This volume deals with the visual perception of lightness, brightness, and transparency of surfaces, both under minimal laboratory conditions and in complex images typical of everyday life. Each chapter analyzes the challenging problem of how a pattern of light intensities on the retina is transformed into the visual experience of varying shades of grey, transparent surfaces, and light and shadow. One important theme which unifies the group of contributions is the recognition that the perception of surface lightness is rooted fundamentally in the encoding of relative intensities of light within the retinal image, not intensities per se. A second important unifying theme is an appreciation of the multiple dimensions of the visual experience of lightness, brightness, and transparency -- people do not perceive the lightness of surfaces by discarding information concerning the light illuminating those surfaces; rather, they perceive a pattern of illumination projected onto a pattern of surface greys.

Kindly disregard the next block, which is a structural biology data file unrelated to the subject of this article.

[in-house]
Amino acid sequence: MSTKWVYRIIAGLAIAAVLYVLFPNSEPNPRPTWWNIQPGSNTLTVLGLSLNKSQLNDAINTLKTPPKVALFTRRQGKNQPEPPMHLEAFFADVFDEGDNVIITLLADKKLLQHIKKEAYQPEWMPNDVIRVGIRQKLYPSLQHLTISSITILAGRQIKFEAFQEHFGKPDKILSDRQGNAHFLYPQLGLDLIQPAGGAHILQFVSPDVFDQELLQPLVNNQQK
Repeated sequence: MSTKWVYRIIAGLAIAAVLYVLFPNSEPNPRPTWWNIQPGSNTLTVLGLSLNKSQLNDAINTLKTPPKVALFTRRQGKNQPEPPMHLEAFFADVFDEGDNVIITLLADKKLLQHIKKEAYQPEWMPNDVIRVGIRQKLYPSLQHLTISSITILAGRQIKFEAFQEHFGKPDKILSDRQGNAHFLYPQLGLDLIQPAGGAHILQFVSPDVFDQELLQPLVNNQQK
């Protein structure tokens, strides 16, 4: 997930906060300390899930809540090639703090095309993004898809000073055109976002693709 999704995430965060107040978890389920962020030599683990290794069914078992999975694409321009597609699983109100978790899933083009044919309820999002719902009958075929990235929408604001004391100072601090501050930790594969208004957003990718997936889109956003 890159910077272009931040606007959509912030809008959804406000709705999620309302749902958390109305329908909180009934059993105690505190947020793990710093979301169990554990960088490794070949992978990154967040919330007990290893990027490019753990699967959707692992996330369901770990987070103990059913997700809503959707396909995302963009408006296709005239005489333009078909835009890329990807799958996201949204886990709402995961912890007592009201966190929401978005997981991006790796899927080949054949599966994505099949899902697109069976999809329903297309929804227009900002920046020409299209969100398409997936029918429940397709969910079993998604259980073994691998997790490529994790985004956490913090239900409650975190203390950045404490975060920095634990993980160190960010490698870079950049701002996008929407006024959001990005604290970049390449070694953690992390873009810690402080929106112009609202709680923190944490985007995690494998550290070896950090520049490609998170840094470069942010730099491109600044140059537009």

The long-fascinating problems of surface lightness and color perception have become very active topics recently as a resurging interest within the visual perception community has coincided with an increasing appreciation of the centrality of these problems by the emerging machine vision community. The best of recent psychophysical work on lightness perception, as presented in this volume, will be of great interest to both of these communities. This book also marks a synthesis of old and new. A traditional, strongly Gestalt, approach that had fallen into neglect is updated in the light of new quantitative systematic methods and important later discoveries, such as the disappearance of stabilized retinal images. The book draws on such diverse approaches as Gestalt and ecological psychology, threshold psychophysics, and computational vision, advancing our understanding of the interrelations among surface color, illumination, perceived depth, shading, and transparency.